Survivable Network Analysis Method
September 2000 • Technical Report
Nancy R. Mead, Robert J. Ellison, Richard C. Linger (Oak Ridge National Laboratory), Thomas A. Longstaff, John McHugh
This report, published in 2000, describes the SNA method developed at the SEI's CERT Coordination Center. The SNA method guides stakeholders through an analysis process intended to improve system survivability when a system is threatened.
Software Engineering Institute
CMU/SEI Report Number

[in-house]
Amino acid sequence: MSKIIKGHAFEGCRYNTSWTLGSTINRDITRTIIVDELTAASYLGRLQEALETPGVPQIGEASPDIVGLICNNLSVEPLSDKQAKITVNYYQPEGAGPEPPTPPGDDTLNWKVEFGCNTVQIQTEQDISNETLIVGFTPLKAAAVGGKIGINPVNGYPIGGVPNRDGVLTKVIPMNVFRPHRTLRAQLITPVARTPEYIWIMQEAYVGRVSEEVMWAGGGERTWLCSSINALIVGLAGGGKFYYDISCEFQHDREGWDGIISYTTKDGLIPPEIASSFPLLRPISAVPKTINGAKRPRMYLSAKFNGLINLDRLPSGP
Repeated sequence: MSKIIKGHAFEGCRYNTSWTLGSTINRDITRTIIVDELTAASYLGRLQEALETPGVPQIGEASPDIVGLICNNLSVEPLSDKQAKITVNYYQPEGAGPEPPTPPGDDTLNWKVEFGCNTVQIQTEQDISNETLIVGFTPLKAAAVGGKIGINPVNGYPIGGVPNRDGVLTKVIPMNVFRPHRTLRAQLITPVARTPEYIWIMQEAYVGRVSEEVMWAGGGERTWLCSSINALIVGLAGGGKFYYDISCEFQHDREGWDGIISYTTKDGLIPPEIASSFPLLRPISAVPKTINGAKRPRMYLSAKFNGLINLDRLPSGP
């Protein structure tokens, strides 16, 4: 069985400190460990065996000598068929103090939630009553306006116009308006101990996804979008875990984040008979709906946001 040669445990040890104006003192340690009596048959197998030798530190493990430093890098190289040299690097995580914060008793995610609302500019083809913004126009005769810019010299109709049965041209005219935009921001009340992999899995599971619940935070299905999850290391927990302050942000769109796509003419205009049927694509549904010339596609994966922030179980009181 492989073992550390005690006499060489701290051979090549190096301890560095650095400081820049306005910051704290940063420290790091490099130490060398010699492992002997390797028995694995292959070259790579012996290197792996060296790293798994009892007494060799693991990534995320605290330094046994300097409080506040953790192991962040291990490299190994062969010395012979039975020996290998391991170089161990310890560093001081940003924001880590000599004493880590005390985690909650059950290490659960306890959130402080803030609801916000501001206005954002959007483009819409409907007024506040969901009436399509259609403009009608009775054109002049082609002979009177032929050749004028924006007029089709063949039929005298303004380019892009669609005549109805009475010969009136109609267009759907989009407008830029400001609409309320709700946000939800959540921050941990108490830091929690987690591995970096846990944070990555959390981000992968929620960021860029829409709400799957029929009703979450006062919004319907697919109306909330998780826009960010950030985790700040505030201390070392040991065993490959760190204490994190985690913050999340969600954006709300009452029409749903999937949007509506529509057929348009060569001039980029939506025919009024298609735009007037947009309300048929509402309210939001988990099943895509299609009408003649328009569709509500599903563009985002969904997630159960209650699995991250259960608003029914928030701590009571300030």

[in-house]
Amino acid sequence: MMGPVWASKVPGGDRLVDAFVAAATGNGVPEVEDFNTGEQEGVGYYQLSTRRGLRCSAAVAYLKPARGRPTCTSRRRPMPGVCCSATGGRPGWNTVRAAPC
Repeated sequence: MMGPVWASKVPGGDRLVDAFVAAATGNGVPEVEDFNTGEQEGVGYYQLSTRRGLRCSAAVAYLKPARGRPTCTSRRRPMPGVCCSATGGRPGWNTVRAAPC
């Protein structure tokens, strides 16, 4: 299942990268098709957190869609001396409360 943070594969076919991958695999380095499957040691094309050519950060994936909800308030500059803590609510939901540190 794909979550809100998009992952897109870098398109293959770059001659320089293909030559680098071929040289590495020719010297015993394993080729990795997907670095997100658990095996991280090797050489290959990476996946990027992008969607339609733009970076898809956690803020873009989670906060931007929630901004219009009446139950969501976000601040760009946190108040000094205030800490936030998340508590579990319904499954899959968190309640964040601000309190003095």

Society is increasingly dependent on large-scale, networked information systems of remarkable scope and complexity. This dependency magnifies the far-reaching consequences of system damage from attacks and intrusions. Yet no amount of security can guarantee that systems will not be penetrated. Incorporating survivability capabilities into an organizations systems can mitigate the risks. Survivability is the capability of a system to fulfill its mission in a timely manner despite intrusions, failures, or accidents. The three tenets of survivability are (1) resistance to intrusions, (2) recognition of intrusion effects, and (3) recovery of services despite successful intrusions. The survivability of existing or planned systems can be analyzed at the level of system architectures or requirements. This report describes the Survivable Network Analysis (SNA) method developed at the SEI's CERT Coordination Center. The four-step SNA method guides stakeholders through an analysis process intended to improve system survivability when a system is threatened. The method focuses on preservation of essential system services that support the organizational mission. SNA findings are summarized in a Survivability Map that enumerates current and recommended architectural strategies. SNA has been successfully applied to commercial and governmental systems, and continues to evolve toward increasing rigor in its application.